Introducing Cape Verde
Most people only know Cape Verde through the haunting mornos (mournful songs) of Cesária Évora. To visit her homeland – a series of unlikely volcanic islands some 500km off the coast of Senegal – is to understand the strange, bittersweet amalgam of West African rhythms and mournful Portuguese melodies that shape her music.
It’s not just open ocean that separates Cape Verde from the rest of West Africa. Cool currents, for example, keep temperatures moderate, and a stable political and economic system help support West Africa’s highest standard of living. The population, who represent varying degrees of African and Portuguese heritage, will seem exuberantly warm if you fly in straight from, say, Britain, but refreshingly low-key if you arrive from Lagos or Dakar.
Yet life has never been easy here. For centuries, isolation and cyclical drought have resulted in famine. Generations of Cape Verdeans have been forced to emigrate, leaving those at home wracked by sodade – the deep longing that fills Cesária Évora’s music. While hunger is no longer a threat, you need only glance at the terraced hillsides baking in the sun to understand that every bean, every grain of corn, is precious.
Though tiny in area, the islands contain a remarkable profusion of landscapes, from Maio’s barren flats to the verdant valleys of Santo Antão. And Fogo, a single volcanic peak whose slopes are streaked with rivers of frozen lava. The beaches of Sal and Boa Vista increasingly attract package-tour crowds, but Cape Verde remains a destination for the connoisseur – the intrepid hiker, the die-hard windsurfer, the deep-sea angler, the morno devotee.
For many people the main reason for visiting Cape Verde is for spectacular Santo Antão, and it really is a good reason. This dizzyingly vertical isle, ruptured with canyons, gorges and valleys, offers some of the most amazing hiking in West Africa. The second-largest island in the archipelago, it is the only one that puts the verde in Cape Verde.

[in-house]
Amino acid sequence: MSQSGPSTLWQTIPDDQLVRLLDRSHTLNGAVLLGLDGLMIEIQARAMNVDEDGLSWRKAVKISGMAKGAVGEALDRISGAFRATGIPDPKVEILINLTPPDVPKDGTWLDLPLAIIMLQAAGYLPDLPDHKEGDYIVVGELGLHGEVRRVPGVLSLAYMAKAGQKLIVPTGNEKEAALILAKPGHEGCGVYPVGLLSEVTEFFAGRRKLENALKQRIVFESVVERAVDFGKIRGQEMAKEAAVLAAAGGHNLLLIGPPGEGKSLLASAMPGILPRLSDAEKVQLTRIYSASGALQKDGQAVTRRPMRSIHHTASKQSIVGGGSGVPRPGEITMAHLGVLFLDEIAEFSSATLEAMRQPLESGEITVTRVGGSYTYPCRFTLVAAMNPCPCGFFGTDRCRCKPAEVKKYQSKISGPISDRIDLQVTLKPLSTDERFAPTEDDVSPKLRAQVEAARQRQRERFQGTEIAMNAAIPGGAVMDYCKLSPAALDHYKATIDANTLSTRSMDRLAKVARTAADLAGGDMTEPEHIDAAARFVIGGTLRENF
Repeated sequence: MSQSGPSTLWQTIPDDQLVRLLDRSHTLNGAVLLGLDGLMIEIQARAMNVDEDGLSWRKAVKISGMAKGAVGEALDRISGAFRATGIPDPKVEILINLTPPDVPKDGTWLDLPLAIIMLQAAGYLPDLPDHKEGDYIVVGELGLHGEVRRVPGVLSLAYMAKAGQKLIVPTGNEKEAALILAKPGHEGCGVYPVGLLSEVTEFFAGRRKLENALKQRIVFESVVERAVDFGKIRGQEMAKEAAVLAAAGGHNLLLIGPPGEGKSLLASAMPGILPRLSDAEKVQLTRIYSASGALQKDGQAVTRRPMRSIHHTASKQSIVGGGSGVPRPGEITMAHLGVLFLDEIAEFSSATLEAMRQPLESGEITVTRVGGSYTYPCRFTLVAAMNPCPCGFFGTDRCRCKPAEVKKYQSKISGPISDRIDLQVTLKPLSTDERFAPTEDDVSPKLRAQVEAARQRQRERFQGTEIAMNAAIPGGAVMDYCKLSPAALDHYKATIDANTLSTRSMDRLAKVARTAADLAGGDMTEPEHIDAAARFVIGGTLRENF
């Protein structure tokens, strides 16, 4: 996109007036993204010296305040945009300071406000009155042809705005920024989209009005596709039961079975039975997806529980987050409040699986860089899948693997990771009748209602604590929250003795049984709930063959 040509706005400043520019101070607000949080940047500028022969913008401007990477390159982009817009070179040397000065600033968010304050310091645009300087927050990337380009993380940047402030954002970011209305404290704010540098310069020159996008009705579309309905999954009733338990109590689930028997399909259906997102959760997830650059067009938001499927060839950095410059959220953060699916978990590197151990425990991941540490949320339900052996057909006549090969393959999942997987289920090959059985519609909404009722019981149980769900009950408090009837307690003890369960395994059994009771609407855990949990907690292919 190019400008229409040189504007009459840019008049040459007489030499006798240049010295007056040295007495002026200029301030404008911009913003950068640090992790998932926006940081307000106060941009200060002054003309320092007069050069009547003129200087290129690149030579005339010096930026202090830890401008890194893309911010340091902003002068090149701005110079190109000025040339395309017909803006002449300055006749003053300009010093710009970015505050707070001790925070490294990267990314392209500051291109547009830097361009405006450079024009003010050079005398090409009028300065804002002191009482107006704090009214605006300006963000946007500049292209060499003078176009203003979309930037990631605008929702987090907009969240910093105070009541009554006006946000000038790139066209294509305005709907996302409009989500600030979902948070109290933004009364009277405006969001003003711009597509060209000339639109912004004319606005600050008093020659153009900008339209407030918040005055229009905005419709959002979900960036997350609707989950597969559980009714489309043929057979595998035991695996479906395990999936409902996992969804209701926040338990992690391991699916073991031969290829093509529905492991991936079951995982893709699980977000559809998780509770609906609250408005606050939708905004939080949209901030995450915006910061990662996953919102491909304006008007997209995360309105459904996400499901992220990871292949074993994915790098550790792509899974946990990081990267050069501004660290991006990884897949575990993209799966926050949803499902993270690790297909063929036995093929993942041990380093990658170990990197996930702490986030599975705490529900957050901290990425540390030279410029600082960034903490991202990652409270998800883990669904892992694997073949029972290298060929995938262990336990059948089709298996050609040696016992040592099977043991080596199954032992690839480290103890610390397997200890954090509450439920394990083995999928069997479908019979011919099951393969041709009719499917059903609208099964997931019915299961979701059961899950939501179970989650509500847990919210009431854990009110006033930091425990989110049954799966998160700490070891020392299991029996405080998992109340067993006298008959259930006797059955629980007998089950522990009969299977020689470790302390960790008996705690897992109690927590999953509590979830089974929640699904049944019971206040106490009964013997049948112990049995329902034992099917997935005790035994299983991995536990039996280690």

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Whether you're being tossed and turned in the heavy seas during the boat ride from Praia or thrown about by unpredictable winds and turbulence in the small prop plane, the drama of Fogo begins long before you even set foot on its volcanic soils.
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With its feathery lines of peachy dunes, stark plains and scanty oases, Boa Vista looks as if a chunk of the Sahara somehow broke off the side of Africa and floated out to the middle of the Atlantic.
Cape Verde's highest peak (2829m/9382ft), the conical, cinder-clad Mt Fogo, rises dramatically out of the floor of an ancient crater known as Chã das Caldeiras. A scenic, cobbled road, punctuated by hamlets with lava block houses, encircles the island It's still an active volcano and last erupted in 1995, yet intrepid farmers raise coffee and wine grapes on its black slopes.
West Africa - Cape Verde (Chapter)
This 10-island archipelago packs a punch. Craggy peaks hide piercing green valleys of flowers and sugar cane, ideal for epic hikes; Mindelo throbs with bars and music clubs; and wispy white dunes merge with indigo-blue seas on unspoiled beaches.
Except for the occasional car that braves the cobblestone, cross-island roads, Brava seems to reside firmly in the 19th century. Its terraced hillsides are farmed with the aid of mules and life moves at a pace that would make a sloth sleepy.
Set around a moon-shaped port and ringed by barren mountains, Mindelo is Cape Verde's answer to the Riviera, complete with cobblestone streets, candy-coloured colonial buildings and yachts bobbing in a peaceful harbour.
Santiago, the largest member of the archipelago and the first to be settled, has a little bit of all the other islands. It has the sandy beaches, the desert plains, the verdant valleys and the mountainous interior as well as the capital, Praia. All this makes it a worthy stop on your Cape Verdean rambles.